Sunday, August 4, 2013

Has Mitch McConnell Become the Meat Instead of the Master?

That seems to be the case, as Jonathan Miller of The Daily Beast, reports:

The bell rang for Round One of U.S. Senator Mitch McConnell's toughest re-election fight—at Kentucky's tradition-seeping annual Fancy Farm picnic. Unfortunately for the GOP leader, the very church-picnic-turned-boxing-ring that he transformed over the years into his own hyper-partisan image, just may have revealed his glass jaw.

[...] it's the one weekend that the most remote area of the state (and one of the country's most economically-struggling regions) receives the full respect and attention of the big city slickers, capital politicos, and budget-debilitated Frankfort press corps. This is grassroots politics at its finest.[...]

Al Cross, the dean of Kentucky political journalists, remembers that Fancy Farm used to be a “traditional community gathering with the focus on the interests of Western Kentucky,” with a small-town, state-fair sort of ambiance.

But that all changed dramatically in the 1980s, when the picnic’s political forum devolved, according to Cross, into “a piece of political theater”: a hyper-partisan, name-calling screaming match, a microcosm of everything that Americans hate about politics.

The primary culprit? Cross points squarely at Mitch McConnell, and few would disagree. Al Smith, a retired journalist who's such a Kentucky legend that the state's major journalism award bears his name, argues that the Senator must assume significant responsibility for the precipitous decline in civility at Fancy Farm: "McConnell was the first with the idea to bus in hundreds of noisy supporters from the rest of the state, and maybe out-of-state as well...[and he] was the first to use the stage as political theater," cutting down his opponents with elaborately designed, choreographed productions, dressing up his staff to make fun of his opponents.[...]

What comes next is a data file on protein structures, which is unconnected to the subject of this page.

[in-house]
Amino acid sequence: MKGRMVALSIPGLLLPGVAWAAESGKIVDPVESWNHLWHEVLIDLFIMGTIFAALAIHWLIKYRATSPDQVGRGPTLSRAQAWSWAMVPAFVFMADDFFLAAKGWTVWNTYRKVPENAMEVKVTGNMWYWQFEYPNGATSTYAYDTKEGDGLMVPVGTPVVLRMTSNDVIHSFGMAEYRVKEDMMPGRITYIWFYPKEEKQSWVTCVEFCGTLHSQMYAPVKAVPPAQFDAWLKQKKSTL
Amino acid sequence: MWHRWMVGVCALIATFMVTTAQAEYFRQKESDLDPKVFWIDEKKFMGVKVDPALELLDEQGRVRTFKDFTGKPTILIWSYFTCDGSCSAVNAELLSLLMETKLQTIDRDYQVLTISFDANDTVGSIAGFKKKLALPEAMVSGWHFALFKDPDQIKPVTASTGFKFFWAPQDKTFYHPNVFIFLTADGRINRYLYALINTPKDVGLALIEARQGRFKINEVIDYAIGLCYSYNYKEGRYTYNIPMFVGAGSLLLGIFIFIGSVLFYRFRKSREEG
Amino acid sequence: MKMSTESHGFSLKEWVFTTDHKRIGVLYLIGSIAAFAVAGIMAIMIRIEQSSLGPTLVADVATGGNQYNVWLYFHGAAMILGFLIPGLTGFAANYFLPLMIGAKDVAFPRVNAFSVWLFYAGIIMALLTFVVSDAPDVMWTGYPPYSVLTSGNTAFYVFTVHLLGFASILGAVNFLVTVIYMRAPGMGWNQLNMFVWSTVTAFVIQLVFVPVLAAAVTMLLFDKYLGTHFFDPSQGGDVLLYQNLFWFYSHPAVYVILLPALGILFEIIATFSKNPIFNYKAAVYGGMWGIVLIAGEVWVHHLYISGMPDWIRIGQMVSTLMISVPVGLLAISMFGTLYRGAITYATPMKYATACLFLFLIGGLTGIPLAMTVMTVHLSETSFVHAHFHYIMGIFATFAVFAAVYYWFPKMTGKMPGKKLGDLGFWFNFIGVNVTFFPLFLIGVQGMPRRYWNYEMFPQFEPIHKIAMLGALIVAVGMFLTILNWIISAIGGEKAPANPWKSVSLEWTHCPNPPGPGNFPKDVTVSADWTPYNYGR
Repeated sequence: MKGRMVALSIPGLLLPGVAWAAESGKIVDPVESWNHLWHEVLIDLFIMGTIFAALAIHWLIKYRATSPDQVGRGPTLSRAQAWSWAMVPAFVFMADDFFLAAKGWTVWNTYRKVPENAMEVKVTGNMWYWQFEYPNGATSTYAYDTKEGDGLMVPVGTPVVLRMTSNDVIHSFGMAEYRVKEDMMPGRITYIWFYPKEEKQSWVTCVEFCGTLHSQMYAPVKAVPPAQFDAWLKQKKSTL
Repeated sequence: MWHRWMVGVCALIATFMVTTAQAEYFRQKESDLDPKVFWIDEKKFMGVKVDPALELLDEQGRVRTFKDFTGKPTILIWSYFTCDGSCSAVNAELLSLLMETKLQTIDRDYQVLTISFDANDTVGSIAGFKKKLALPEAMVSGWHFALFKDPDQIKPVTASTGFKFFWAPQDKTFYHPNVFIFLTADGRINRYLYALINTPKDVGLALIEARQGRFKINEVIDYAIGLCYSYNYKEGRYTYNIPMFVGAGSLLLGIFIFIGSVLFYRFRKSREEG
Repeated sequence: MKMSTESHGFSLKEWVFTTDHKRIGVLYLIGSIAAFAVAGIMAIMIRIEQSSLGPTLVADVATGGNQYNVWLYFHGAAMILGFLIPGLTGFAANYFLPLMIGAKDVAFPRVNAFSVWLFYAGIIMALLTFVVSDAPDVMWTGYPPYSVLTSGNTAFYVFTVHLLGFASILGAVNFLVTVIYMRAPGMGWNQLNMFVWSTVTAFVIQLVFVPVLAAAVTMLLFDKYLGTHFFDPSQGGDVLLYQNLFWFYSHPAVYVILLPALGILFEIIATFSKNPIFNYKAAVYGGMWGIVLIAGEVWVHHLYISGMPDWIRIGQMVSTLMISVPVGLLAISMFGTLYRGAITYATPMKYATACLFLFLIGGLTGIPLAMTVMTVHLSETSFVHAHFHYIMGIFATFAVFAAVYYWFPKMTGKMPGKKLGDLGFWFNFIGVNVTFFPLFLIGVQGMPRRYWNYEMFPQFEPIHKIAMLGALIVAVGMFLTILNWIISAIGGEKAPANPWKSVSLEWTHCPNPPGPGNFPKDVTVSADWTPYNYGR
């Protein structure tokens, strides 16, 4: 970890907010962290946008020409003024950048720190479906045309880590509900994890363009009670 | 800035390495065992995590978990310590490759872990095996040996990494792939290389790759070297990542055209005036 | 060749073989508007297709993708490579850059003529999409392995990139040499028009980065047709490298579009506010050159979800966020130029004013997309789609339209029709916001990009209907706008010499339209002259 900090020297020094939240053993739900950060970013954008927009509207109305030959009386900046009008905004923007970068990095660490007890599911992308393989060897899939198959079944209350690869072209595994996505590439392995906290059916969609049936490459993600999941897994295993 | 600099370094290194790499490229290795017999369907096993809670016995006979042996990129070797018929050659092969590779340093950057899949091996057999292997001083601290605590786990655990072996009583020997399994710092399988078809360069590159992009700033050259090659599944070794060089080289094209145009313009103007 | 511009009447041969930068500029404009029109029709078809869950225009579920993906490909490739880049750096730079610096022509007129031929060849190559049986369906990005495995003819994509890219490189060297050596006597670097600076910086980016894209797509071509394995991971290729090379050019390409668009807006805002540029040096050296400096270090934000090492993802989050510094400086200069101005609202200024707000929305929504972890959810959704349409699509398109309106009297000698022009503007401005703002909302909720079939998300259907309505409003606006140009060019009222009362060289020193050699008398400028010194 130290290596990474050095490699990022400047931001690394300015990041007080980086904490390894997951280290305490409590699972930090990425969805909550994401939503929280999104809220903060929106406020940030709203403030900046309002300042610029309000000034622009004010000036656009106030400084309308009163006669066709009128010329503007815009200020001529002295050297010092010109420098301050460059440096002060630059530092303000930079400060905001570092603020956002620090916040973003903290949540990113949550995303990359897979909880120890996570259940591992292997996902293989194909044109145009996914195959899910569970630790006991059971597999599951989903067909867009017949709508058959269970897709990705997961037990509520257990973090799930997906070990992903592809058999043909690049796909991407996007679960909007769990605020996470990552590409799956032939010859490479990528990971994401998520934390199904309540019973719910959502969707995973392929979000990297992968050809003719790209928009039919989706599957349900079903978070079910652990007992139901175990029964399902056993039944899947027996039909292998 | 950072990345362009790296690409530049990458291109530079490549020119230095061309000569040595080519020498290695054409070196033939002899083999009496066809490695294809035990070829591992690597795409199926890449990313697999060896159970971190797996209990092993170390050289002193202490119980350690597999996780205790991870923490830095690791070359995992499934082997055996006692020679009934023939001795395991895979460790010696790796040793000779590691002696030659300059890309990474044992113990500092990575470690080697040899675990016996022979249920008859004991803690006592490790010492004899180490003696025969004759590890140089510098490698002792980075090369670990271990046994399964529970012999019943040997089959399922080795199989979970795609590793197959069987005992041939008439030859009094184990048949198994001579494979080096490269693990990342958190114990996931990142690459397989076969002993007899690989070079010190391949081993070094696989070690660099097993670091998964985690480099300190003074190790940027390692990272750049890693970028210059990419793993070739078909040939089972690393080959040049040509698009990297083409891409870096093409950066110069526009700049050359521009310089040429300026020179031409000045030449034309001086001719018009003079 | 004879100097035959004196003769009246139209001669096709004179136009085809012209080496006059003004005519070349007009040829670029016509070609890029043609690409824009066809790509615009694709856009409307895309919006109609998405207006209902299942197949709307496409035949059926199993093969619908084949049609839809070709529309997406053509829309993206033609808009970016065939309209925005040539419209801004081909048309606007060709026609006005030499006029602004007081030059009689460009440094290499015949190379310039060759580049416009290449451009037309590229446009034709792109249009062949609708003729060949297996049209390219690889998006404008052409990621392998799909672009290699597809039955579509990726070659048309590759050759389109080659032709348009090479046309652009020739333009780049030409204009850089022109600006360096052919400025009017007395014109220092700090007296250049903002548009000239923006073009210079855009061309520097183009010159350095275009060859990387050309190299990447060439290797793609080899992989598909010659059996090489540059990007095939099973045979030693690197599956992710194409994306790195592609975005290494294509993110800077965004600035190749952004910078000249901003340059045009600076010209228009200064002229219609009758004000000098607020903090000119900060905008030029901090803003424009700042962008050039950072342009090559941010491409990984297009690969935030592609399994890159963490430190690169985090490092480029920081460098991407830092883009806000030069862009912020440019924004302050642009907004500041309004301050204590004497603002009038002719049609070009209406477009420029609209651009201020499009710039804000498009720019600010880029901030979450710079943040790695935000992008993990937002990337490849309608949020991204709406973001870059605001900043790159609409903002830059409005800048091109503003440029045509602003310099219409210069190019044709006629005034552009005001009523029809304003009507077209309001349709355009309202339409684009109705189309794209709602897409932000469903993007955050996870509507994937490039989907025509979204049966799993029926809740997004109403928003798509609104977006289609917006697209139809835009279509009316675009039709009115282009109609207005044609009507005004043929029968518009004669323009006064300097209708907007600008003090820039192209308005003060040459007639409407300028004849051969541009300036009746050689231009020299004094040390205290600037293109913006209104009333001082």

Saturday’s event was no exception. In the hours prior to the speechifying, angry crowds skulked right next to the stage, ready to unleash vocal abuse on their partisan enemies. Even before the headlining speakers cleared their throats, the furious chanting, the blindly acid-laced yelling began in full force. As an eight-time veteran of that stage, I can attest that the noise is so penetrating that it becomes nearly impossible to hear yourself speak. (Check out this 2003 clip in which this soft-spoken Jewish pischer was transformed into Elmer Gantry.)

Due to these unique oratorical challenges—as is usually the case—there were no clear “winners” on the stage Saturday. (Although McConnell’s Democratic challenger, Secretary of State Alison Lundergan Grimes, got off the best one-liner, teasing the obstructionist Minority Leader: “If the doctor told Mitch McConnell he had a kidney stone, he’d refuse to pass it.”)[...]

But while it would be unfair to characterize McConnell as the event’s “loser”—as always, he ignored the Democratic taunts and delivered his prepared remarks crisply, if not charismatically—the Minority Leader took by far the most rhetorical hits.[...]

Perhaps more telling was the lack of enthusiasm from Republican troops for the man who’s been most responsible for turning the state red. Yes, they showed up, wore their “Team Mitch” shirts, and joined in the obligatory anti-Obama chants. But at both the picnic and the GOP breakfast hours earlier, the crowd response was more of the polite and perfunctory variety[...]

There’s the ultimate rub. Over the next fifteen months, the politics-as-warfare construct that McConnell brought to Kentucky—and to Washington for that matter—will force him to battle on two fronts simultaneously, without a passionate base of support upon which he can rely. And in the end, the monster that McConnell helped create—the ugly, resentment-fueled nastiness that’s infected American politics and that despoils an otherwise idyllic Fancy Farm weekend—could ultimately slay its master

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